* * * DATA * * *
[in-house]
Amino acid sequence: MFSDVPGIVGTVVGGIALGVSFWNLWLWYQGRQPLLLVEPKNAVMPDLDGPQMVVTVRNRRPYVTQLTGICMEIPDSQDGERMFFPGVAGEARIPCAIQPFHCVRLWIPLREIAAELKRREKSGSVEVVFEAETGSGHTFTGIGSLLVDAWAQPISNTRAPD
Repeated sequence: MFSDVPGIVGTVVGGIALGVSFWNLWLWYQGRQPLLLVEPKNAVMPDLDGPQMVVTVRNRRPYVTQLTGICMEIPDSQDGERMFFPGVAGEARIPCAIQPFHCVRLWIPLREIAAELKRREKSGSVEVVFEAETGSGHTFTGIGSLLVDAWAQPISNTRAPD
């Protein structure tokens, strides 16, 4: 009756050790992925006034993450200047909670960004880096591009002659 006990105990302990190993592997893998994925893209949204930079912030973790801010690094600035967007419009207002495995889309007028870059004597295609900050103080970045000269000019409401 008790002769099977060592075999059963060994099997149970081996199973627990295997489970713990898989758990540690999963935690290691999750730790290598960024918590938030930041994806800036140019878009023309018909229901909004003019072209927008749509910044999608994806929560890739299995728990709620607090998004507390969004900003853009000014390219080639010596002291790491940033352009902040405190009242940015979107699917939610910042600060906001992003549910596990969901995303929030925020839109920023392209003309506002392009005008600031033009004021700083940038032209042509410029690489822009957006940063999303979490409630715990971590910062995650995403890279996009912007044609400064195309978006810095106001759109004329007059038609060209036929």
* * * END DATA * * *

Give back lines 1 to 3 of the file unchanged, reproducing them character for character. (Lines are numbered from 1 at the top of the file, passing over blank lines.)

[in-house]
Amino acid sequence: MFSDVPGIVGTVVGGIALGVSFWNLWLWYQGRQPLLLVEPKNAVMPDLDGPQMVVTVRNRRPYVTQLTGICMEIPDSQDGERMFFPGVAGEARIPCAIQPFHCVRLWIPLREIAAELKRREKSGSVEVVFEAETGSGHTFTGIGSLLVDAWAQPISNTRAPD
Repeated sequence: MFSDVPGIVGTVVGGIALGVSFWNLWLWYQGRQPLLLVEPKNAVMPDLDGPQMVVTVRNRRPYVTQLTGICMEIPDSQDGERMFFPGVAGEARIPCAIQPFHCVRLWIPLREIAAELKRREKSGSVEVVFEAETGSGHTFTGIGSLLVDAWAQPISNTRAPD